Your helmet is the most important and perhaps the most expensive motorcycle gear you own. It must protect your head from whatever you’re throwing at it – rain, wind, bugs, and most importantly, collisions.
Road regulations impose all riders to wear a helmet when riding a two- or three-wheeler. Learning how to clean your helmet, therefore, is essential if you don’t want to cover your face and head with a dank interior lining.
There are lots of great products on the market but here are two great picks to help you get your helmet fresh, bug-free and glistening.
Before starting, consult the manufacturer’s manual to learn how to disassemble your helmet. Then, follow the 10 easy steps below.
To clean your helmet, you’ll need:
If you’re an old-school rider who uses a simple, no-frills helmet, just skip this step. However, if you have a latest-generation helmet with microphones, Bluetooth unit, antennas, batteries, or other electronic components, remove them before you start cleaning.
It is also a good idea to remove any accessories, such as peaks, if you’re cleaning an off-road helmet.
Check the owner’s manual to see how to remove the comfort pads and liners from your helmet. Depending on the make, the liners and cheek pads may attach with snaps, magnets, or hook-and-loop materials.
Dirt and bugs can easily cake on your helmet; to speed up the cleaning process, soak a microfiber rag in warm water, and drape it over the helmet. Leave it there to soften and dislodge the grime while you’re dealing with the interior lining.
Sweat, sebum, oil (and if you’re a rocker, hair gel?!) on your hair soaks into the liner whenever you’re wearing the helmet. That’s why it needs a proper wash every now and then.
Fill your sink with warm water and pour some mild shampoo in it. A gentle liquid detergent could also work, but shampoo is less likely to give you allergic reactions.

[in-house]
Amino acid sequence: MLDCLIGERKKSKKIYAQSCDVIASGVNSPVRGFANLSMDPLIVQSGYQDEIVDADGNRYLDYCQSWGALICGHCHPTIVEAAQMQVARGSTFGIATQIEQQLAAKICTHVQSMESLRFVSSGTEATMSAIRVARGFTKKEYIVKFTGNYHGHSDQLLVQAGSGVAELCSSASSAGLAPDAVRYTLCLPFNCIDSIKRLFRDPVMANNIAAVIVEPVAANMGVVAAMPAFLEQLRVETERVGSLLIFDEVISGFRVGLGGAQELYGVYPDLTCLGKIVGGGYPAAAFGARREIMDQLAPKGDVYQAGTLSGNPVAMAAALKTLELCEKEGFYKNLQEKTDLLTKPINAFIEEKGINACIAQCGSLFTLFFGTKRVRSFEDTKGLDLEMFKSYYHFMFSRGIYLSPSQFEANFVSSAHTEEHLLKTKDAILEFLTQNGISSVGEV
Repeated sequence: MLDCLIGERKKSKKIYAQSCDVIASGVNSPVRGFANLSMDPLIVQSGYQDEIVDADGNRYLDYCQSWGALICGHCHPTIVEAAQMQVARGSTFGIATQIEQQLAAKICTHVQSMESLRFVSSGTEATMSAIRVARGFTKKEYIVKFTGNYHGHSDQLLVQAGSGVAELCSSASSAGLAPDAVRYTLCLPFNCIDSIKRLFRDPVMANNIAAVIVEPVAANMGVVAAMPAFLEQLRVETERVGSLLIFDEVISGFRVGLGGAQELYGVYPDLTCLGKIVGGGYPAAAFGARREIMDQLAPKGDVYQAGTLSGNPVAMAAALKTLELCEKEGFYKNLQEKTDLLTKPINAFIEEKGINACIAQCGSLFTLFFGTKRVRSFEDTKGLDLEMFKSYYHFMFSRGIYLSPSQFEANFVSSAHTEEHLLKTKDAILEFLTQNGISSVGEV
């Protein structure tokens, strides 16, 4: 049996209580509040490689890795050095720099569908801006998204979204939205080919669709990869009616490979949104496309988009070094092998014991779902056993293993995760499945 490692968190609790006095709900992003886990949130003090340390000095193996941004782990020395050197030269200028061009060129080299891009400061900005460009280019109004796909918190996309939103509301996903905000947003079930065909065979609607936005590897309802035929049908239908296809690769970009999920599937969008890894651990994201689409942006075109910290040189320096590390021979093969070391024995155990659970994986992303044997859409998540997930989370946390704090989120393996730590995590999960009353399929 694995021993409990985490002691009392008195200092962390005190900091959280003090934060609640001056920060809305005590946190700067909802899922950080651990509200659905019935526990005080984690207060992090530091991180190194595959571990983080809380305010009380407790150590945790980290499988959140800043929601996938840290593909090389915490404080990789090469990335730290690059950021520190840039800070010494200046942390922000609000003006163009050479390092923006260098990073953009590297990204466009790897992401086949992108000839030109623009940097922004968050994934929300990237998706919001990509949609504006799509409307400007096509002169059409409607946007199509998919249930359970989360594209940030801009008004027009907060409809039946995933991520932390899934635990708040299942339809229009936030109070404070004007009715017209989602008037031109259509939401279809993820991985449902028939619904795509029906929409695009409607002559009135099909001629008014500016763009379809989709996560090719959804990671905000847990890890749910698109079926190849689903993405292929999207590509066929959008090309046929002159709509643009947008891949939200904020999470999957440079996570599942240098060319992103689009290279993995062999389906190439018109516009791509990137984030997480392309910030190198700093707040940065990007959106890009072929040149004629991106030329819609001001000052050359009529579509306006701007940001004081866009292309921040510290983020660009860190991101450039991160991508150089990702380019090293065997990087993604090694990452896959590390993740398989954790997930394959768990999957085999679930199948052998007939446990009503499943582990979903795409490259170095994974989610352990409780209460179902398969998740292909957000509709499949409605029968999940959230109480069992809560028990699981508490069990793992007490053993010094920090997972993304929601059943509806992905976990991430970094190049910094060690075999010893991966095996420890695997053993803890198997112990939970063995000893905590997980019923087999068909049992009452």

Soak the lining and scrub it well, until you get all the grime out. Drain the dirty water, fill the sink with clean, warm water and rinse. Drain and rinse well under running water, then let it air dry.
By now, the wet rag you placed over the helmet’s outer shell has hopefully done the trick, so all you have to do is give it a little bit of elbow grease to clean all the dirt and grime thoroughly.
Remove the microfiber cloth and take off the visor. Take a new microfiber cloth, soak it in warm water, and clean any leftover dirt around where the visor was located.
Don’t use anything like white spirits or petrol to clean the outer shell, as these substances can damage it. If there are any hard-to-reach areas, use a toothbrush to get rid of all debris.
Once you’ve cleaned the exterior, check the vent channels and make sure there isn’t half a wasp or chunks of dirt stuck inside. If you find any debris, an air compressor could help you blow them out failing that, a party straw will do the job.
The visor is the most delicate component of the helmet; if you scratch it, your visibility might be compromised, especially during night time. For this reason, you should keep strong chemicals away from your visor. Soft cloths and warm water will do the job but a specialist visor cleaner will also work well.
Soak another clean microfiber rag in warm water and wipe away all dirt and debris from the shield. Pay particular attention to the pin lock area – if the shield has pin locks – and make sure to not damage the gasket as you’re cleaning.
Now, use a dry microfiber cloth to dry the visor. Otherwise, water drops might leave unwanted stains as they’re drying.
If your helmet has an internal sun visor use a damp microfiber cloth to wipe off any dirt and debris. Dry it off with another microfiber cloth to prevent stains.
Lastly, put all the pieces back into their place. If you don’t know how to do it, consult the manufacturer’s manual. Make sure that everything fits in nicely before you hit the road. That’s it!
Cleaning a motorcycle helmet isn’t rocket science. Just remember to avoid solvents and harsh detergents and if you don’t use specialist helmet-cleaning products, only use a gentle shampoo to clean the interior lining.